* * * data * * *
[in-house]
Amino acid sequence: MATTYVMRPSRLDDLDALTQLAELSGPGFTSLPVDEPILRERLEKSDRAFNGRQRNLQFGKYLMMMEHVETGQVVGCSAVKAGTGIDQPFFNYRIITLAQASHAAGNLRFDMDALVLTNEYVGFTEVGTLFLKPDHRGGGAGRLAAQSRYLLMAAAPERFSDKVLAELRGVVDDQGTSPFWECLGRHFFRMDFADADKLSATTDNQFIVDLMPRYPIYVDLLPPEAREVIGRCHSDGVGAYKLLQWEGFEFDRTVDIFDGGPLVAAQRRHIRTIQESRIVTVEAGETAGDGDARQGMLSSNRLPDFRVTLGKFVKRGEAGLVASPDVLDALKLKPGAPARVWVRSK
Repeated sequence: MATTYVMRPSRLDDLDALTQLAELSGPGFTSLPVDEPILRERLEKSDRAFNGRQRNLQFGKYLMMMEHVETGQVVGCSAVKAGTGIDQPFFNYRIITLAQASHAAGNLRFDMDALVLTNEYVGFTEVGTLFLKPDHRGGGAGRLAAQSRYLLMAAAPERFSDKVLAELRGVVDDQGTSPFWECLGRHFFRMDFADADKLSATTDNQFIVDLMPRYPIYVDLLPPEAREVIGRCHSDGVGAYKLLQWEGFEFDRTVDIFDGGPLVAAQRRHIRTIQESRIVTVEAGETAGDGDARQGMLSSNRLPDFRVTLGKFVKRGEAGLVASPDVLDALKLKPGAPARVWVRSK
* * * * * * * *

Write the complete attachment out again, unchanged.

[in-house]
Amino acid sequence: MATTYVMRPSRLDDLDALTQLAELSGPGFTSLPVDEPILRERLEKSDRAFNGRQRNLQFGKYLMMMEHVETGQVVGCSAVKAGTGIDQPFFNYRIITLAQASHAAGNLRFDMDALVLTNEYVGFTEVGTLFLKPDHRGGGAGRLAAQSRYLLMAAAPERFSDKVLAELRGVVDDQGTSPFWECLGRHFFRMDFADADKLSATTDNQFIVDLMPRYPIYVDLLPPEAREVIGRCHSDGVGAYKLLQWEGFEFDRTVDIFDGGPLVAAQRRHIRTIQESRIVTVEAGETAGDGDARQGMLSSNRLPDFRVTLGKFVKRGEAGLVASPDVLDALKLKPGAPARVWVRSK
Repeated sequence: MATTYVMRPSRLDDLDALTQLAELSGPGFTSLPVDEPILRERLEKSDRAFNGRQRNLQFGKYLMMMEHVETGQVVGCSAVKAGTGIDQPFFNYRIITLAQASHAAGNLRFDMDALVLTNEYVGFTEVGTLFLKPDHRGGGAGRLAAQSRYLLMAAAPERFSDKVLAELRGVVDDQGTSPFWECLGRHFFRMDFADADKLSATTDNQFIVDLMPRYPIYVDLLPPEAREVIGRCHSDGVGAYKLLQWEGFEFDRTVDIFDGGPLVAAQRRHIRTIQESRIVTVEAGETAGDGDARQGMLSSNRLPDFRVTLGKFVKRGEAGLVASPDVLDALKLKPGAPARVWVRSK